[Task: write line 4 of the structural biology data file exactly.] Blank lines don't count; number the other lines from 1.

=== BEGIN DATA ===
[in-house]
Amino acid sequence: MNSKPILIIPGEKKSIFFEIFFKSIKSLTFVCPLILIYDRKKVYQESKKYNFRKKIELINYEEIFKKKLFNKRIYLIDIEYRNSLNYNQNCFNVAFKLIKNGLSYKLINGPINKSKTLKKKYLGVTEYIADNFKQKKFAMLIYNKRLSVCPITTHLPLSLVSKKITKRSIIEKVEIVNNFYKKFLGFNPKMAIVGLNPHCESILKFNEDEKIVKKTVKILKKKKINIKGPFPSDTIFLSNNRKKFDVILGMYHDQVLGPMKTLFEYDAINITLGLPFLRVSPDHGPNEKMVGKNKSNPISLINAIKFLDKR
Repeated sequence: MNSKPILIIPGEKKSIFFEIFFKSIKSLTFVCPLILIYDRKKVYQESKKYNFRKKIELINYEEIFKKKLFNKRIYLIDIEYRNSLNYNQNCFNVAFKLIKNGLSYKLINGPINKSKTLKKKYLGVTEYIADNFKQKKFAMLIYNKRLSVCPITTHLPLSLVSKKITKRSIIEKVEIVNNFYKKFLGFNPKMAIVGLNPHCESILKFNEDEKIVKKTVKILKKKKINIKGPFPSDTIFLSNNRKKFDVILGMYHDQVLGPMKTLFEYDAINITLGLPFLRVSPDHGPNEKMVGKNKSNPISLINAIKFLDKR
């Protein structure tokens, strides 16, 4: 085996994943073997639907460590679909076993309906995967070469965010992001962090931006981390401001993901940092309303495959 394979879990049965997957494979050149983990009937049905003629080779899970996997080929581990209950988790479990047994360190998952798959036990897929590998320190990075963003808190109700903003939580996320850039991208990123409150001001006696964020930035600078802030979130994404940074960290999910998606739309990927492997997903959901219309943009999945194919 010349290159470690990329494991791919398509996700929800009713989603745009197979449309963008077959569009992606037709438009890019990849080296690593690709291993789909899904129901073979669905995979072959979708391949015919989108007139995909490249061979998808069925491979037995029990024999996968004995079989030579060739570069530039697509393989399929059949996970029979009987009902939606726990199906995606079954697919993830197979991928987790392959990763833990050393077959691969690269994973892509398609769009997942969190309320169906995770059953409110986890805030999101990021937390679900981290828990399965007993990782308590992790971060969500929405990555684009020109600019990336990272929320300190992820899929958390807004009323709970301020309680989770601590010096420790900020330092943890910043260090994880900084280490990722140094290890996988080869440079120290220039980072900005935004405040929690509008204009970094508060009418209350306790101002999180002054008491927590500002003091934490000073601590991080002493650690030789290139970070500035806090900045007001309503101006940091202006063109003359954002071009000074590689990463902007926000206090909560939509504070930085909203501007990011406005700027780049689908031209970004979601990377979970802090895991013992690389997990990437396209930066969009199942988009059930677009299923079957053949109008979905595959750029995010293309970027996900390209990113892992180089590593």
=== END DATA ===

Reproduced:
């Protein structure tokens, strides 16, 4: 085996994943073997639907460590679909076993309906995967070469965010992001962090931006981390401001993901940092309303495959 394979879990049965997957494979050149983990009937049905003629080779899970996997080929581990209950988790479990047994360190998952798959036990897929590998320190990075963003808190109700903003939580996320850039991208990123409150001001006696964020930035600078802030979130994404940074960290999910998606739309990927492997997903959901219309943009999945194919 010349290159470690990329494991791919398509996700929800009713989603745009197979449309963008077959569009992606037709438009890019990849080296690593690709291993789909899904129901073979669905995979072959979708391949015919989108007139995909490249061979998808069925491979037995029990024999996968004995079989030579060739570069530039697509393989399929059949996970029979009987009902939606726990199906995606079954697919993830197979991928987790392959990763833990050393077959691969690269994973892509398609769009997942969190309320169906995770059953409110986890805030999101990021937390679900981290828990399965007993990782308590992790971060969500929405990555684009020109600019990336990272929320300190992820899929958390807004009323709970301020309680989770601590010096420790900020330092943890910043260090994880900084280490990722140094290890996988080869440079120290220039980072900005935004405040929690509008204009970094508060009418209350306790101002999180002054008491927590500002003091934490000073601590991080002493650690030789290139970070500035806090900045007001309503101006940091202006063109003359954002071009000074590689990463902007926000206090909560939509504070930085909203501007990011406005700027780049689908031209970004979601990377979970802090895991013992690389997990990437396209930066969009199942988009059930677009299923079957053949109008979905595959750029995010293309970027996900390209990113892992180089590593």